Legislators in Washington are up in arms over a wave of companies pursuing overseas acquisitions so they can escape high U.S. taxes. But can the capital flight be stopped?Continue Reading →
The changing attitudes toward and laws around income taxes has been a major driver of the rise of America’s modern talent-based, knowledge economy.
Two things strike me as I study the history. First, it is hard to see the historical development of US income taxation as a gradual evolution. Rather, it is characterized by major swings. Second, it is interesting to see a very consistent cycle in the tax treatment of the super-rich. I think that today we are approaching an inflection point. ...Continue Reading →
I typed the words into the pristine white search field, hoping they didn’t land me on the NSA’s no-fly list: “How to manage a terrorist organization.”
There is a lot of academic work out there on what constitutes terrorism; the psychology of terrorists and terrorist acts; and the military precepts of asymmetric warfare. There’s not a lot on the basic management issues faced by your run-of-the-mill al Qaeda cell.
But that’s exactly what Princeton professor and former Naval officer Jacob Shapiro ...Continue Reading →
When I flew into Lagos last month – only a few days after Nigeria had confirmed its first case of the Ebola Virus Disease – the city was clearly deep in risk management mode. Government agencies were scrambling to communicate consistent information releases to locals, while international companies were lining up employees at airport departure lounges to fly them to safety. Nearby in Guinea, Liberia and Sierra Leone, the situation was even more dire, with border closures and international flight ...Continue Reading →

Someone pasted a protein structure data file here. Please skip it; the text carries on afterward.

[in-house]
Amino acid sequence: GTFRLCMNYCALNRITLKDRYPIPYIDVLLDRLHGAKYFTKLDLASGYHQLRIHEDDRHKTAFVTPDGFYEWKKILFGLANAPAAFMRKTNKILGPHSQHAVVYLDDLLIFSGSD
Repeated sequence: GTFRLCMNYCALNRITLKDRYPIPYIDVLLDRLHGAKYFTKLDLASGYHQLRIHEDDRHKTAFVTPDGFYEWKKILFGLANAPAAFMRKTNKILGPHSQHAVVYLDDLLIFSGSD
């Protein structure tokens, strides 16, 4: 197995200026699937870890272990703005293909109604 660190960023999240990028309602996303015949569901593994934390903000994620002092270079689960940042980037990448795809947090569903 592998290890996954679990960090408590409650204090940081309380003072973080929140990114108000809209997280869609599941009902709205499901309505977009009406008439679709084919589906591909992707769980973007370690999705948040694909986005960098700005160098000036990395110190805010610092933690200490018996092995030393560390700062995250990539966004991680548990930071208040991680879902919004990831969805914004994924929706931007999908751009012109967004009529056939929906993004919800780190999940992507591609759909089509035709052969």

Access to credit is a key constraint for entrepreneurs. And limited credit is in part caused by the difficulty of predicting which small businesses will and won’t succeed. In the past, a community bank would have a relationship with the businesses on Main Street, and when it came time for a loan, there would be a wealth of informal information to augment the loan application. Today, community banks are being consolidated and larger banks are relying more and more ...Continue Reading →
Prior to online negotiations with strangers, research participants indicated that they expected greater cooperation if photos of the strangers (whether male or female) showed more-feminine facial features, such as less-prominent eyebrow ridges and smaller noses (6.84 versus 6.05 for strangers with less-feminine features, on a 7-point expected-cooperation scale). In subsequent negotiations, participants also demanded significantly more from feminine-faced counterparts, say Eric Gladstone and Kathleen M. O’Connor of Cornell. Masculine-faced people enter negotiations with a built-in advantage, because their counterparts tend ...Continue Reading →
We’ve seen a lot of consulting “misses” over the years — polished management products and services that fail to achieve what the clients want. Often it’s because executives recruit their consultants the wrong way.
They usually start the search sensibly — looking for recommendations from respected colleagues or friends, a reputation for cutting-edge work, a portfolio of similar jobs done elsewhere, deep subject-matter expertise, and industry experience. These are all good reasons to include a firm in your initial list of ...Continue Reading →
New Wharton research finds that over the course of a work day, employees pay less and less attention to the secondary tasks that, while not as central to their jobs, can create big problems if overlooked.Continue Reading →
Originally conducted by psychologist Walter Mischel in the late 1960s, the Stanford marshmallow test has become a touchstone of developmental psychology. Children at Stanford’s Bing Nursery School, aged four to six, were placed in a room furnished only with a table and chair. A single treat, selected by the child, was placed on the table. (In addition to marshmallows, the researchers also offered Oreo cookies and pretzel sticks.) Each child was told if they waited for 15 minutes before ...Continue Reading →